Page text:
Of course, Italy has so-called international varieties such as Cabernet Sauvignon, Syrah, Merlot and Chardonnay planted in various regions, but the numbers for these varieties are small compared to the total acreage of indigenous varieties found throughout the country. It’s varieties such as Greco, Fiano and Aglianico in Campania, Sangiovese and Canaiolo in Tuscany and Dolcetto, Barbera, Nebbiolo and Arneis in Piemonte that are only a few of the distinct indigenous grapes that define the Italian wine world today.

I’ll cover some of the more important indigenous varieties in the next four posts; this will be A-C, while I’ll cover D-Z over the next few posts. 

A

Aglianico

One of Italy’s greatest red varieties, primarily found in the southern regions of Campania and Basilicata. The most famous red wines made from this variety are Aglianico del Vulture, the best red wine of Basilicata and Taurasi and Aglianico del Taburno, both from Campania. Taurasi is one of the country’s most complex and longest-lived reds.

Popular thought has it that the word “aglianico” is a derivation of the word “hellenico”, an adjective for Greece; thus a reference to the Greek colonists that first planted this variety over 2000 years ago. Other linguists disagree with this reasoning.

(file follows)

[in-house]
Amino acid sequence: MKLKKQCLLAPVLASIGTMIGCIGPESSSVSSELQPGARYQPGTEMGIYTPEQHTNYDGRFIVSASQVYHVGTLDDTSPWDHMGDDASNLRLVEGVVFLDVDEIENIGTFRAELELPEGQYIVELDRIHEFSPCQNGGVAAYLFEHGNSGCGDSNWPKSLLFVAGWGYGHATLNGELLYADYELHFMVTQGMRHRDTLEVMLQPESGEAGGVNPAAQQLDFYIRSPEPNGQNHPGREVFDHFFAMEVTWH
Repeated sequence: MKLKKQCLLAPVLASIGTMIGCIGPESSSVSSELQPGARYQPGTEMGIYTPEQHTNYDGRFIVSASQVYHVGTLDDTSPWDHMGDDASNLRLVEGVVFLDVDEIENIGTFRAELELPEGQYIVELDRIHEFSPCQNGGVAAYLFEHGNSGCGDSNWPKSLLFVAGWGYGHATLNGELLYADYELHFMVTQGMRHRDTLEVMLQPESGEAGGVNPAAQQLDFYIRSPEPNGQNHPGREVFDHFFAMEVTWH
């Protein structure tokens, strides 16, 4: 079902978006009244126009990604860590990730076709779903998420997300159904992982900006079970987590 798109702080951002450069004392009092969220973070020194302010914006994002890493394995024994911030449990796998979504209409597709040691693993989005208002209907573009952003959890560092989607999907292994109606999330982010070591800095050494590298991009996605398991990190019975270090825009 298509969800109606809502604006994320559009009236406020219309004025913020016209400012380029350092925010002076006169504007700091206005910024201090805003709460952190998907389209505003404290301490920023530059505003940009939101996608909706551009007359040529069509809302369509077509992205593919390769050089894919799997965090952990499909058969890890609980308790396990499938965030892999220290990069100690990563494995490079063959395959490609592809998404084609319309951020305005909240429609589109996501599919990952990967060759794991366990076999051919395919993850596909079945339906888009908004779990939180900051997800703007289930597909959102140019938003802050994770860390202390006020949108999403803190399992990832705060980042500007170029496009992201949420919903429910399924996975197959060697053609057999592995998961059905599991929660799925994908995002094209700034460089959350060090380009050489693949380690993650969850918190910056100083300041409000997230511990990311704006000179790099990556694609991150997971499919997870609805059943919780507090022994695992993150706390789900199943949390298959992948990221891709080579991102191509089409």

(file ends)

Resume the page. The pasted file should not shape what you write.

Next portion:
Aleatico

Red variety with very good acidity and flavors of cherry, currant and plum used for production of lightly sweet dessert wine in Tuscany and Puglia.

Arneis

White variety grown in Piemonte, most famously in the Roero district, across the Tanaro River from the Langhe. Usually non oak aged, the flavors are of pear and pine. Arneis in local dialect means “rascal” or “crazy.”

 

B

Barbera

Grown in Piemonte, this is a red variety with light tannins and high acidity. Most famous examples are Barbera d’Asti and Barbera d’Alba (see post on Barbera).

 

Barbera vineyards below the town of Castelnuovo Calcea, Asti (Photo ©Tom Hyland)

Barbera vineyards below the town of Castelnuovo Calcea, Asti (Photo ©Tom Hyland)

 

 

Biancolella